'Mulan': Film Review

Disney's Live-Action Mulan -Publicity Still 14-H 2019
Walt Disney Pictures
Despite all the splendor, there’s little sense of vision.
9/4/2020

Mulan gets the superhero-origin-story treatment in Niki Caro's long-awaited live-action remake, starring Yifei Liu, Gong Li and Donnie Yen.

Moviegoers lost out on the chance to partake in an infinite visual feast in its ideal setting when the coronavirus forced the release of Disney’s wuxia remake of Mulan first to be delayed for months, then relegated to the company’s streaming service. (Disney+ subscribers will have to pay an additional $29.99 to watch the film.)

From its opening scenes, which take place in a multistory, walled town filled with dozens of colorfully dressed extras in traditional garb, Mulan is never not a delight for the eyes — it wouldn’t even occur to the film to stop stunning. Shot in China and New Zealand by director Niki Caro (Whale Rider, The Zookeeper's Wife), it boasts seemingly every topography known to humans, action sequences with thundering steeds and clashing swords, and supernatural special effects that encompass the girly and the Gothic.

With a reported $200 million production budget, Mulan is the most expensive movie ever directed by a woman filmmaker — and every last cent is visible, even on the small screen. And in theaters, the feature's epic grandeur might have provided greater distraction from its anemic characterizations, uninvolving storyline and stunted performances. Earlier this year, producer Jason Reed said that the remake was designed to appeal to both American and Chinese audiences. The result is a creatively squeamish, pokily paced movie by committee that has four credited screenwriters, a slew of hackneyed Disney tropes and an enervating lack of emotional resonance. No wonder it relies so heavily on the 1998 animated film for its musical cues — the nostalgia from the instrumental snippets of “Reflection” are the only reason to feel anything. Despite all the splendor, there’s little sense of vision.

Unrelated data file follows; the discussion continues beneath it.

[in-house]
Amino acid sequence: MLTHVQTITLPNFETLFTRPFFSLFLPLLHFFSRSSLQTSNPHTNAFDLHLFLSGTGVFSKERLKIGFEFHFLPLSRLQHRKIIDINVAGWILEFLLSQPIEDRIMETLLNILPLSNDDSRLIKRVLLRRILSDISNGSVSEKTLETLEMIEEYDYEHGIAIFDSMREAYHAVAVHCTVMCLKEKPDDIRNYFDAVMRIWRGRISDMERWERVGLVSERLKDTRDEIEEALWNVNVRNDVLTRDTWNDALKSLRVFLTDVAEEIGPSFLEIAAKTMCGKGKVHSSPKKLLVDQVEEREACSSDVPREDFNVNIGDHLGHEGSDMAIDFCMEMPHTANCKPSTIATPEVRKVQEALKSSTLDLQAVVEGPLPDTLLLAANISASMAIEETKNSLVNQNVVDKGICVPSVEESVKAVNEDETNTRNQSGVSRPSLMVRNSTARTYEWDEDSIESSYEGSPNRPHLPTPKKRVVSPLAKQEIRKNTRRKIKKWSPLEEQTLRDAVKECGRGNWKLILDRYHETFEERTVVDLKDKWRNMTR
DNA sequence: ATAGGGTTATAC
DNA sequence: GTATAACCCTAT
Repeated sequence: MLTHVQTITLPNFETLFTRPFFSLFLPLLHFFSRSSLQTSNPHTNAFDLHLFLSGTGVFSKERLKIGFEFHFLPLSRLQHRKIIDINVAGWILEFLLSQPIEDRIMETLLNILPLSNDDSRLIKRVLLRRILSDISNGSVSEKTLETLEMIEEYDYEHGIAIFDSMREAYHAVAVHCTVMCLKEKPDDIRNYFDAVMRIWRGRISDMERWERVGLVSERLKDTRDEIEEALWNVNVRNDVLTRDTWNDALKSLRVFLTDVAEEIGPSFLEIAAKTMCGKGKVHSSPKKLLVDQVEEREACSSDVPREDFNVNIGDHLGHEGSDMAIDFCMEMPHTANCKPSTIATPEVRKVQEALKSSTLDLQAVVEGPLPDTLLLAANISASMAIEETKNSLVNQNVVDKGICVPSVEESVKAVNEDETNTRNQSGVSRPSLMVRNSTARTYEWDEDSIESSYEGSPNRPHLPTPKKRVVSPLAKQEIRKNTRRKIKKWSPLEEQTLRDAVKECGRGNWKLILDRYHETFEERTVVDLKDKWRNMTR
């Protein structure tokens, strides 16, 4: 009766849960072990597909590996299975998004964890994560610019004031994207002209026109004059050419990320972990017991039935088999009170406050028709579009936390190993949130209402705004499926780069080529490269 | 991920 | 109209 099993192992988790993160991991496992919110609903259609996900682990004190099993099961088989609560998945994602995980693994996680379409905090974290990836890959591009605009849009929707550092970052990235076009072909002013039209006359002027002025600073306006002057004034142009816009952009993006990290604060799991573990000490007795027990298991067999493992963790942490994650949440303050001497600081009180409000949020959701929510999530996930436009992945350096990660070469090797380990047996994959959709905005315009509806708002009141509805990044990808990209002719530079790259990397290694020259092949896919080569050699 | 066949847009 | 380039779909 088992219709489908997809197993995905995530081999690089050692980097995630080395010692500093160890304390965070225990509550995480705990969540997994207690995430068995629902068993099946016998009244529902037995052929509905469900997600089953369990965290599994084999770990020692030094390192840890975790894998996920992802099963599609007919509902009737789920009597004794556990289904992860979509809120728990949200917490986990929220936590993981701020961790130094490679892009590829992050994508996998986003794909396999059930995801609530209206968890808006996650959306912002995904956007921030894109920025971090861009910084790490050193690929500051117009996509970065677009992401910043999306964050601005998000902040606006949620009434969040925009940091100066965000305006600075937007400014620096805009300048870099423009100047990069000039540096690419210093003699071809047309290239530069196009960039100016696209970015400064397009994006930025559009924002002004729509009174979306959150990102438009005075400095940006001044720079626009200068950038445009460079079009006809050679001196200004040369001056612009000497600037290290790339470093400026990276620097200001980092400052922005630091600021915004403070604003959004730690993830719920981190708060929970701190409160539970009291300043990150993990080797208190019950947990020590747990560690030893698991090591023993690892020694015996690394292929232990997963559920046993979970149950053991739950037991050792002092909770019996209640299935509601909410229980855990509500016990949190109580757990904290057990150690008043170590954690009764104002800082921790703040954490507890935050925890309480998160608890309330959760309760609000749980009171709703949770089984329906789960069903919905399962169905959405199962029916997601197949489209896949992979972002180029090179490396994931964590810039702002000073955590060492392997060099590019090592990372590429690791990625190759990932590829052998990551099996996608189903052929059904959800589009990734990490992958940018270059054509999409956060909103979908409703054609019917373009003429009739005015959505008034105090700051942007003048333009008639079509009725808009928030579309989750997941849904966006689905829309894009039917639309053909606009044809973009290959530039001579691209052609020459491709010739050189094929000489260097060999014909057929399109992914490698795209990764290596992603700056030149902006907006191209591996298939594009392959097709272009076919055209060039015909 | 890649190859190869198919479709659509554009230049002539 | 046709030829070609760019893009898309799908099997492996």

In the earlier Mulan, the title character (voiced by Ming-Na Wen, who appears in a welcome cameo) was a tomboy next door who put herself through a grueling yet heartening man-making process. Her fellow recruits were stock types, but they helped ground her journey amid soldierly camaraderie. Caro’s Mulan, in contrast, is yet another superhero origin story, the protagonist (Liu Yifei) facing off in part against yet another psychologically wounded villainess (Gong Li) longing for a world that would accept female power. But both Mulan and Gong's Xianniang are so thinly sketched that the parallels between them — and the forces that keep them apart — demand as much interest as the inside of a shoe.

Among Disney’s recent live-action remakes, Mulan has been billed as one of the biggest departures from its animated source material. Eddie Murphy’s talking dragon, Mushu, is a long-gone memory, but in many other ways Caro's film feels hampered by its obligatory nods to the cartoon. Once again, a poem about extraordinary filial duty and self-effacing heroism is welded to Disney’s go-to crisis for its young women protagonists: the threat of arranged marriage. When the Chinese emperor (Jet Li) imposes conscription to protect the country from Hun-like invaders (whose stylization owes much to the Dothrakis on Game of Thrones), Mulan volunteers in her enfeebled veteran father’s (Tzi Ma) stead, leaving in the middle of the night with his horse, sword and draft notice — and posing as his son.